We took a closer look at this vulnerability over the weekend and have some further analysis on the problem and how to protect against it.
Most importantly it should be noted that while WebRTC is used to exploit this IP leak it is not the cause. Instead it is an underlying Windows feature that allows the routing table to be circumvented. As stated by Microsoft:
“If the program specifies a source IP address, that IP address is used as the source IP address for connections sourced from that socket and the adapter associated with that source IP is used as the source interface. The route table is searched but only for routes that can be reached from that source interface.” 
Normally, when using VPN, a more specific route to the TUN/TAP adapter is added so that it is always preferred for connections. However, in Windows “Source IP address selection” allows using a different route if the source IP is bound to a specific interface.
You can test this by issuing the following command in the console:
ping -S <your LAN IP> <remote IP>
If you use the LAN IP issued by your router, then the ping requests will be routed through the unencrypted connection even if you are connected to VPN. In our tests this did not work on all systems (ping may fail with “General Failure”) but we were able to reproduce this with a fresh install of Windows 7.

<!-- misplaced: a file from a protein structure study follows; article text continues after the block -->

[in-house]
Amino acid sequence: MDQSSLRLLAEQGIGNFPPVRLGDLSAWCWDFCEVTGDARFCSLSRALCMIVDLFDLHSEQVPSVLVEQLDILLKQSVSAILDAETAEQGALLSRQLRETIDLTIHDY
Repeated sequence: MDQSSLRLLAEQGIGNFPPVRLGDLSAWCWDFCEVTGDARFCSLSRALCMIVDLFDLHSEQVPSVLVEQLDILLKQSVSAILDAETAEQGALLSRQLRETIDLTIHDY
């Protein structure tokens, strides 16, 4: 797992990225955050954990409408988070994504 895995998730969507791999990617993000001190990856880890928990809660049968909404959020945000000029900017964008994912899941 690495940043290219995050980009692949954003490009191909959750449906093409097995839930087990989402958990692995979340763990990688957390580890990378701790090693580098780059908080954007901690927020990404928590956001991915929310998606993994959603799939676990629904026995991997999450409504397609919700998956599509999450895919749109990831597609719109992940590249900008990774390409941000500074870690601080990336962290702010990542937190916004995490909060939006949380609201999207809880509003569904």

The bottom line is that it is possible for Windows applications to use this feature to enforce traffic over an unencrypted adapter – this is not limited to WebRTC. So using a browser extension to block WebRTC only prevents this specific attack but the underlying problem remains.
The Perfect Privacy VPN Manager does prevent this leak with its default settings. The integrated firewall protection is turned on by default if a VPN tunnel is established. This prevents any packets leaving the network over an unencrypted connection even if source IP selection is used to route over another adapter: such requests will simply be blocked.
To conclude, as long the firewall protection is enabled in the VPN manager, the system is immune to such IP leaks, whether triggered by WebRTC or any other means. https://blogs.technet.com/b/networking/archive/2009/04/25/source-ip-address-selection-on-a-multi-homed-windows-computer.aspx
Your Perfect Privacy Team